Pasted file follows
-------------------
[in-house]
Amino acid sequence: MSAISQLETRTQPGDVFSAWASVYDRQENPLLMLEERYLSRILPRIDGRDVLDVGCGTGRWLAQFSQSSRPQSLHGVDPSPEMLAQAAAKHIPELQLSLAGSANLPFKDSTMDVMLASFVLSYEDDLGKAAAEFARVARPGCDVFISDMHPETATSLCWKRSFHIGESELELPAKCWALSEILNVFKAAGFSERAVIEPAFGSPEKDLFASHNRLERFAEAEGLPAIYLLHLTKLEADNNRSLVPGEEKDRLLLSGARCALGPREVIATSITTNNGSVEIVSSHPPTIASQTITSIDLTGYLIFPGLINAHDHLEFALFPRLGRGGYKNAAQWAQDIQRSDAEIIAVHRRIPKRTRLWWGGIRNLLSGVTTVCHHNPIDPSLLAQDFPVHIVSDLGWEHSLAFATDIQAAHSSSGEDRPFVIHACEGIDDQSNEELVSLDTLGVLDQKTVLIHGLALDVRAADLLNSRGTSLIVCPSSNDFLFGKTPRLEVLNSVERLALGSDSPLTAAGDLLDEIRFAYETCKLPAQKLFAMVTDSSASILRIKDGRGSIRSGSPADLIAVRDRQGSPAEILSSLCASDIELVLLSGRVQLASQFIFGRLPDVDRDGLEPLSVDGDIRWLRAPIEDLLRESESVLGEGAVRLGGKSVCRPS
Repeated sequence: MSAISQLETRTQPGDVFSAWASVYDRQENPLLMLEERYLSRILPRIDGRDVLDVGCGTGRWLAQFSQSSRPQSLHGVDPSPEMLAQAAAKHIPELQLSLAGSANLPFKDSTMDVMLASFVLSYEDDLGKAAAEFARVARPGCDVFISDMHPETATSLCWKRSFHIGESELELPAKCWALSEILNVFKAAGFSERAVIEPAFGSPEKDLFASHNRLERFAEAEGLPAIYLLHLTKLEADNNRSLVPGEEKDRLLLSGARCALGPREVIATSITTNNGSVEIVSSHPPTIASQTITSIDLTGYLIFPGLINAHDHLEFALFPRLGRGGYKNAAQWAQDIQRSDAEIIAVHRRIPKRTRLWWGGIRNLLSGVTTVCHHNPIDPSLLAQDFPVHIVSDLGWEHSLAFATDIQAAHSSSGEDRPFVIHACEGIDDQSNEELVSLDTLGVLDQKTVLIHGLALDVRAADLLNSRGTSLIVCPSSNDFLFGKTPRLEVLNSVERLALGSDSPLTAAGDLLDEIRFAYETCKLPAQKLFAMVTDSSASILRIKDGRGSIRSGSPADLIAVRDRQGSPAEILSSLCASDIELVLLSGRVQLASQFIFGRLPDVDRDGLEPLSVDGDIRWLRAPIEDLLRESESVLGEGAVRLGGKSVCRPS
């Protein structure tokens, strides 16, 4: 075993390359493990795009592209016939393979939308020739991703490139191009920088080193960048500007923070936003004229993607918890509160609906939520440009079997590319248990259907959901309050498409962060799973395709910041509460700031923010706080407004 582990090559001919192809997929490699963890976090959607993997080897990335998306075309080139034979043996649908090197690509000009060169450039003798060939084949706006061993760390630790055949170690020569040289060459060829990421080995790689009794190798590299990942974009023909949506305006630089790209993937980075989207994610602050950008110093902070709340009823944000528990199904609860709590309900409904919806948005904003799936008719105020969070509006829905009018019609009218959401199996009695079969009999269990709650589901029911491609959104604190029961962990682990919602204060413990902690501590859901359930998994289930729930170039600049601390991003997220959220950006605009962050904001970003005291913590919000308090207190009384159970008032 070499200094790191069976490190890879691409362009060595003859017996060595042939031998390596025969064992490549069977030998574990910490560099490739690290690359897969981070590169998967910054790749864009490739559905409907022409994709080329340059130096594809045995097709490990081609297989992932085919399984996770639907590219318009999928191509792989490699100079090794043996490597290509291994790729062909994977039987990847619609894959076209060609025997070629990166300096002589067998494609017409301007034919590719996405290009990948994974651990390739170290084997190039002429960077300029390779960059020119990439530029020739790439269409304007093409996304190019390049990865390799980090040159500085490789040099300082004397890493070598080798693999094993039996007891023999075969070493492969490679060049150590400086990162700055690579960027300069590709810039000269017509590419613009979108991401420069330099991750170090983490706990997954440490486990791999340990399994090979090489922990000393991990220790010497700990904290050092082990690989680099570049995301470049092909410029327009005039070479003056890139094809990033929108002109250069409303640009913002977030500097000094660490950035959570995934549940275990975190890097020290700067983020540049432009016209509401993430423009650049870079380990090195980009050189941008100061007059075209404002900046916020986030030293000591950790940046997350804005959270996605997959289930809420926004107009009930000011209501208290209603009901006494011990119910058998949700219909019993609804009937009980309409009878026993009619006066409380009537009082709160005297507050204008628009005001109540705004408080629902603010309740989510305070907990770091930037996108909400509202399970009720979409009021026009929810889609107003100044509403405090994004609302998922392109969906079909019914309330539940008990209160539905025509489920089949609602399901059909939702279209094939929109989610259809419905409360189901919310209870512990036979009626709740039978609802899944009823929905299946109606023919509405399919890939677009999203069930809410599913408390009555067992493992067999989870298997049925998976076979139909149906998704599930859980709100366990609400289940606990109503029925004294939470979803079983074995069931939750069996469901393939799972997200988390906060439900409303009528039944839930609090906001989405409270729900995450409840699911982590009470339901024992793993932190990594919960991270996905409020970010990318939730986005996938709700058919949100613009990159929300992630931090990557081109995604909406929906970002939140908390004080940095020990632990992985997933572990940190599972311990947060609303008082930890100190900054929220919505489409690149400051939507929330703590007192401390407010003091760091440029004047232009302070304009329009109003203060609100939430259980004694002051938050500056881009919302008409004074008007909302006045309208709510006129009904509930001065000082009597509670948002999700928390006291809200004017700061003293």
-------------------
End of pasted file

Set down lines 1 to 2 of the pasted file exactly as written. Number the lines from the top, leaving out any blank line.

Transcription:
[in-house]
Amino acid sequence: MSAISQLETRTQPGDVFSAWASVYDRQENPLLMLEERYLSRILPRIDGRDVLDVGCGTGRWLAQFSQSSRPQSLHGVDPSPEMLAQAAAKHIPELQLSLAGSANLPFKDSTMDVMLASFVLSYEDDLGKAAAEFARVARPGCDVFISDMHPETATSLCWKRSFHIGESELELPAKCWALSEILNVFKAAGFSERAVIEPAFGSPEKDLFASHNRLERFAEAEGLPAIYLLHLTKLEADNNRSLVPGEEKDRLLLSGARCALGPREVIATSITTNNGSVEIVSSHPPTIASQTITSIDLTGYLIFPGLINAHDHLEFALFPRLGRGGYKNAAQWAQDIQRSDAEIIAVHRRIPKRTRLWWGGIRNLLSGVTTVCHHNPIDPSLLAQDFPVHIVSDLGWEHSLAFATDIQAAHSSSGEDRPFVIHACEGIDDQSNEELVSLDTLGVLDQKTVLIHGLALDVRAADLLNSRGTSLIVCPSSNDFLFGKTPRLEVLNSVERLALGSDSPLTAAGDLLDEIRFAYETCKLPAQKLFAMVTDSSASILRIKDGRGSIRSGSPADLIAVRDRQGSPAEILSSLCASDIELVLLSGRVQLASQFIFGRLPDVDRDGLEPLSVDGDIRWLRAPIEDLLRESESVLGEGAVRLGGKSVCRPS